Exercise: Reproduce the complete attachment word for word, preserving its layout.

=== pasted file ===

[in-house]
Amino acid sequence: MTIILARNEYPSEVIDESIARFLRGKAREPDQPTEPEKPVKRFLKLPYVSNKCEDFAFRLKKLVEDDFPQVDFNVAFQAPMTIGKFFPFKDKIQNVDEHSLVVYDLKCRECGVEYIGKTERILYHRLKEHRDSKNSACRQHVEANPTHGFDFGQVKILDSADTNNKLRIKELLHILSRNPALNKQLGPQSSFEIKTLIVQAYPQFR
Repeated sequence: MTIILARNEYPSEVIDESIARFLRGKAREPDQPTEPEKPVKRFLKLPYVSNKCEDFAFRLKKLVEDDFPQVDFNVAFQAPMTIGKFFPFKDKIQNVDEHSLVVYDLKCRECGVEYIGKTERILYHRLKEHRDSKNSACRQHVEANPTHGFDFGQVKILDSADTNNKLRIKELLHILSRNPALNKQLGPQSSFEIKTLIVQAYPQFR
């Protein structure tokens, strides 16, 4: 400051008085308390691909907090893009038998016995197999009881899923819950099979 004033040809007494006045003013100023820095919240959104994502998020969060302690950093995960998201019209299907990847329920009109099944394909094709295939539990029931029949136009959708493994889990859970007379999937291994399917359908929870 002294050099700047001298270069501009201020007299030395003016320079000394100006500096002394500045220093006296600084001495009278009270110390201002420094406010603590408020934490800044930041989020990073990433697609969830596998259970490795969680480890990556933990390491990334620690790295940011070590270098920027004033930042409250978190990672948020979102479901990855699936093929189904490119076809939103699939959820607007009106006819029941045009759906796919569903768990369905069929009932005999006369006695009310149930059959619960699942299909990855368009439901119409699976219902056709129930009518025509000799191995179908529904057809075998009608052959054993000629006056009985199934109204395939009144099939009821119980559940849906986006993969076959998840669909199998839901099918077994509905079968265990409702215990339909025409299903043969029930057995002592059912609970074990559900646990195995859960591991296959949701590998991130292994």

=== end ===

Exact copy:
[in-house]
Amino acid sequence: MTIILARNEYPSEVIDESIARFLRGKAREPDQPTEPEKPVKRFLKLPYVSNKCEDFAFRLKKLVEDDFPQVDFNVAFQAPMTIGKFFPFKDKIQNVDEHSLVVYDLKCRECGVEYIGKTERILYHRLKEHRDSKNSACRQHVEANPTHGFDFGQVKILDSADTNNKLRIKELLHILSRNPALNKQLGPQSSFEIKTLIVQAYPQFR
Repeated sequence: MTIILARNEYPSEVIDESIARFLRGKAREPDQPTEPEKPVKRFLKLPYVSNKCEDFAFRLKKLVEDDFPQVDFNVAFQAPMTIGKFFPFKDKIQNVDEHSLVVYDLKCRECGVEYIGKTERILYHRLKEHRDSKNSACRQHVEANPTHGFDFGQVKILDSADTNNKLRIKELLHILSRNPALNKQLGPQSSFEIKTLIVQAYPQFR
């Protein structure tokens, strides 16, 4: 400051008085308390691909907090893009038998016995197999009881899923819950099979 004033040809007494006045003013100023820095919240959104994502998020969060302690950093995960998201019209299907990847329920009109099944394909094709295939539990029931029949136009959708493994889990859970007379999937291994399917359908929870 002294050099700047001298270069501009201020007299030395003016320079000394100006500096002394500045220093006296600084001495009278009270110390201002420094406010603590408020934490800044930041989020990073990433697609969830596998259970490795969680480890990556933990390491990334620690790295940011070590270098920027004033930042409250978190990672948020979102479901990855699936093929189904490119076809939103699939959820607007009106006819029941045009759906796919569903768990369905069929009932005999006369006695009310149930059959619960699942299909990855368009439901119409699976219902056709129930009518025509000799191995179908529904057809075998009608052959054993000629006056009985199934109204395939009144099939009821119980559940849906986006993969076959998840669909199998839901099918077994509905079968265990409702215990339909025409299903043969029930057995002592059912609970074990559900646990195995859960591991296959949701590998991130292994």